I have a 1995 Porsche 993. The car sat outside in the heavy rain the other day for quite a while. The next day when I went to start the car it stuttered and barely turned over. I gently hit the gas and it took a few minutes to warm up - then it idled fine. I was pulling away and I noticed that it would idle fine but it only seemed to stutter when I hit the gas pedal. After about 20 minutes the effect disappeared and it ran fine. This is the second time this has happed and only after the car sat outside in heavy rain. I have read the other comments about stalling being due to water on spark plugs, wires or in the distributor cap, etc. (mine were replaced less than two years ago) so I wondered if my situation is different because it only seems to happen on acceleration. Any ideas, thoughts or comments?
This sounds like classic worn-out spark plug wires. 1995 is still air-cooled . . . and the engine compartment gets a little hot on an air-cooled. 2 years on plug wires isn’t all that long unless during that time your car sat and idled in traffic, got warm a bunch of times, whatever. First thing I would do is check the wires, but since you’re already there changing six plug wires isn’t a big job. One way you can check defective wires is to “mist” your plug wires with a spray bottle and plain water . . . start the car and spray each wire and listen for the stutter. The barely turning over sound like classic dirty battery connections, easily fixed. May be an old battery, you didn’t mention its’ age. You could eliminate the whole mess and sell me your '95, I’ll take good care of it, I promise. Kidding. Good luck! Rocketman
How old are the wires? I agree with rocketman, that’d be my first guess.
Make that another vote for plug wires especially if they have not been changed in some time.
I am leaning towards distributor cap, but plug wires are certainly an option. I pick the cap because of problems after sitting, if the problem was rough running in wet weather I would second wires.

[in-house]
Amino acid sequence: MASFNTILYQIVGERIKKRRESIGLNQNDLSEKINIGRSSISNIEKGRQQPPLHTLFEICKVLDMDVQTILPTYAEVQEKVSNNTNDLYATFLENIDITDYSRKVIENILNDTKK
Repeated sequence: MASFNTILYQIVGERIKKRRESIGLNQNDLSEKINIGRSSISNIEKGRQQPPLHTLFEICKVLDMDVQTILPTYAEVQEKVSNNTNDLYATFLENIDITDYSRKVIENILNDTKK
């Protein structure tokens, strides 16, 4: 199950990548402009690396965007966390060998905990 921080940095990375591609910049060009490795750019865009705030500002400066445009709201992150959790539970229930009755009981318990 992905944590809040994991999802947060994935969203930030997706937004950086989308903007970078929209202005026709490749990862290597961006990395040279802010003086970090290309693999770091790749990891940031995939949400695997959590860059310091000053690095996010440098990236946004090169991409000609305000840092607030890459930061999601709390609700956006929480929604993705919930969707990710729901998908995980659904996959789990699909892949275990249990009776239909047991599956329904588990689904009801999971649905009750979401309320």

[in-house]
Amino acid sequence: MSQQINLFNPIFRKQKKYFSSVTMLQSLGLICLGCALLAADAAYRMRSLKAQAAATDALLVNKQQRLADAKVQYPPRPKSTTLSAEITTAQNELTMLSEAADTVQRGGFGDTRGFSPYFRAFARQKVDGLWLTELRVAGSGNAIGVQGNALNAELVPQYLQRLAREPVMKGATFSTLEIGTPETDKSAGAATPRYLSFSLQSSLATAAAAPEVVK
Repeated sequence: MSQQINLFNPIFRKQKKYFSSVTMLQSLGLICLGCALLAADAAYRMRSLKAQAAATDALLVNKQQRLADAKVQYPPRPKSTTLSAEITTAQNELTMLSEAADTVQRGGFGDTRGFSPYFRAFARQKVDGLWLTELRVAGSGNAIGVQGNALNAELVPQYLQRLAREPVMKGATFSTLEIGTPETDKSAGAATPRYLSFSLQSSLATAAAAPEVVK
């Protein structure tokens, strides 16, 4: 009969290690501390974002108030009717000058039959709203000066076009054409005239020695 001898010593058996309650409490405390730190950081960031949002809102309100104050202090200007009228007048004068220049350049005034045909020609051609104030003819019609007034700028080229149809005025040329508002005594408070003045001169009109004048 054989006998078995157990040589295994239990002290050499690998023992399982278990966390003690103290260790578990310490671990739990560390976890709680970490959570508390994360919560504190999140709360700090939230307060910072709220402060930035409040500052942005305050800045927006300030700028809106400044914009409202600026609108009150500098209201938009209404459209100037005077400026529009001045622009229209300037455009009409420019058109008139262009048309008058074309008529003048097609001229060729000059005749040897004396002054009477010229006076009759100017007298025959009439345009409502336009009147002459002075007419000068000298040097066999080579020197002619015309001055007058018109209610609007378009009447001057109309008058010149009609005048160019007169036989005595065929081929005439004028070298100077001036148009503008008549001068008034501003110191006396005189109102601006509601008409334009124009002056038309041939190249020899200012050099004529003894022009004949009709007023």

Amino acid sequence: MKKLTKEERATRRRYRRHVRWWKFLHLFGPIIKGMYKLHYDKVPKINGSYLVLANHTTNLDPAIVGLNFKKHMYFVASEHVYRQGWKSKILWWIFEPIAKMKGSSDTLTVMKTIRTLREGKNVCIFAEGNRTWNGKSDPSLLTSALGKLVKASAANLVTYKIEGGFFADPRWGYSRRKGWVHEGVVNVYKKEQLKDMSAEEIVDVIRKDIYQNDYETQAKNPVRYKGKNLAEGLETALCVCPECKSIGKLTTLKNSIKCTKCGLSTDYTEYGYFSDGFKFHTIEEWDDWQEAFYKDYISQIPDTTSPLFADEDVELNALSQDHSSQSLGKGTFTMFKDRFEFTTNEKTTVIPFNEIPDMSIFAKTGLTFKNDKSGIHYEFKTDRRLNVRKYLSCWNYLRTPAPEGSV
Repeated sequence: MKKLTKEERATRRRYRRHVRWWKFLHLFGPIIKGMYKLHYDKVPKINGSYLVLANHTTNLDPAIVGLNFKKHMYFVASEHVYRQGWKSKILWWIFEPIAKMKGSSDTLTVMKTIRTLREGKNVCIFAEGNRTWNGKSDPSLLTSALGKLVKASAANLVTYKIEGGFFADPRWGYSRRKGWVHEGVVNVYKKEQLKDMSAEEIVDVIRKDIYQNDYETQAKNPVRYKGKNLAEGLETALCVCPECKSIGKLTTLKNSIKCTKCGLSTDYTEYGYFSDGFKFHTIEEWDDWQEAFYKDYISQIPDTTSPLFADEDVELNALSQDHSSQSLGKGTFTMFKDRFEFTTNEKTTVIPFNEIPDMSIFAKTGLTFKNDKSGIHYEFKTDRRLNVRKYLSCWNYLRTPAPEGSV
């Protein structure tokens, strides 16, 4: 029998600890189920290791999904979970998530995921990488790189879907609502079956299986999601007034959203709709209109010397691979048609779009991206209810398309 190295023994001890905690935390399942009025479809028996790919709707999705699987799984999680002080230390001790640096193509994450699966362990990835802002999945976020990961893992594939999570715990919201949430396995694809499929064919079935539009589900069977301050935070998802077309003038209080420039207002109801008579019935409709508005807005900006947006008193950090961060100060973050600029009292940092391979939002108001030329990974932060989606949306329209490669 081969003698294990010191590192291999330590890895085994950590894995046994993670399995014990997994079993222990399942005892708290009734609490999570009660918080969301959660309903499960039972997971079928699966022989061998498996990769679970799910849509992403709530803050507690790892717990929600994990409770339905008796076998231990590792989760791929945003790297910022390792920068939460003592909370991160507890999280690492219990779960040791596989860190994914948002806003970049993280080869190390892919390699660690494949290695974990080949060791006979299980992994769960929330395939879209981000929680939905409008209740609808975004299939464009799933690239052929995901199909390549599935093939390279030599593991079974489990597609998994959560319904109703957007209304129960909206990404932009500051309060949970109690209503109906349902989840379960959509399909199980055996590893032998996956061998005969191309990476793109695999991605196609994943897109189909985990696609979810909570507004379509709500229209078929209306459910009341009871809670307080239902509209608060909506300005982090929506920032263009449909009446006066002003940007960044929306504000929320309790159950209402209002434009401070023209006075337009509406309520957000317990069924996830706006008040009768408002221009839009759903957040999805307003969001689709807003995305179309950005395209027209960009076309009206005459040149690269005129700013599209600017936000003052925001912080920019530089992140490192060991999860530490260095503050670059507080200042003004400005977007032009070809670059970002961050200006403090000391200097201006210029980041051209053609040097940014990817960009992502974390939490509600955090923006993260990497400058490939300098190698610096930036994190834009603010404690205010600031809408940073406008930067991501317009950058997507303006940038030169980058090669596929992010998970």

Thanks to all. I already checked the plug wires (less than two years old) by spraying them (a lot - then soaking them in water) and nothing. Same with the distributor cap - I misted and then soaked with no affect on the engine. I wet a lot of engine parts and wires to see if i could find a short. Nothing. The battery is new and I chedked the connectors - not dirty. So far nothing replicates the effect of leaving the car outside in heavy rain - I soaked the car with a hose (engine compartment closed) and nothing. The stutter only seems to happen after leaving the car outside in the heavy rain AND when I push the gas pedal - does that spark any thoughts on other possible problems?
Have you posted this on one (several) Porsche forums? I bet a 993 owner might know exactly what the problem is, not many (any?) of them around here.
Could you be getting water in your fuel system somehow?
The next time this happens pop the distributor cap loose and note if there’s any moisture inside of it. Heat attracts moisture and, depending on the atmospheric conditions, moisture can accumulate inside the cap after the engine has been shut off. This is a common occurrence and think of it as a window sweating on a cold, damp winter day.
Wipe the moisture out and then see if the thing will start. After that, spray the cap, plug wires, etc. down with the liberal use of some WD-40. That can prevent the problem from happening again, at least on the short term.
Great Comment OK, Make sure you wipe the inside of the cap with something other than your finger, as the residual oil your finger swipe could leave may be enough to cause problems. I have never used the WD 40 solution, but have used a paper towel and hair dryer.
Everything points to a weak spark. I had similar symptoms with a VW Rabbit. And I sprayed water all over the engine compartment to try to replicate it, but it didn’t mind water wherever I sprayed it. But if it rained the car balked on starting and accelerating. Long story, but It turned out to be a crack in the coil. Somehow the rain was able to get to the crack when spraying the engine with water didn’t. The only way to determine if this is your problem is to remove the coil and inspect it very closely with a magnifying glass for a crack.
Threre’s a possiblity this is a gas mixture problem too. Something as simple as water getting into the gas. Or it could be a clogged fuel filter or air filter or clogged exhaust system. When it rains, the incoming air mixture has less air because of the water vapor, which can make the symptom appear.
You should also hve your mechanic check your battery for proper charge and discharge rate (with a load tester), and the battery connections. Sometimes when it rains, these can become problematic and cause weird symptoms.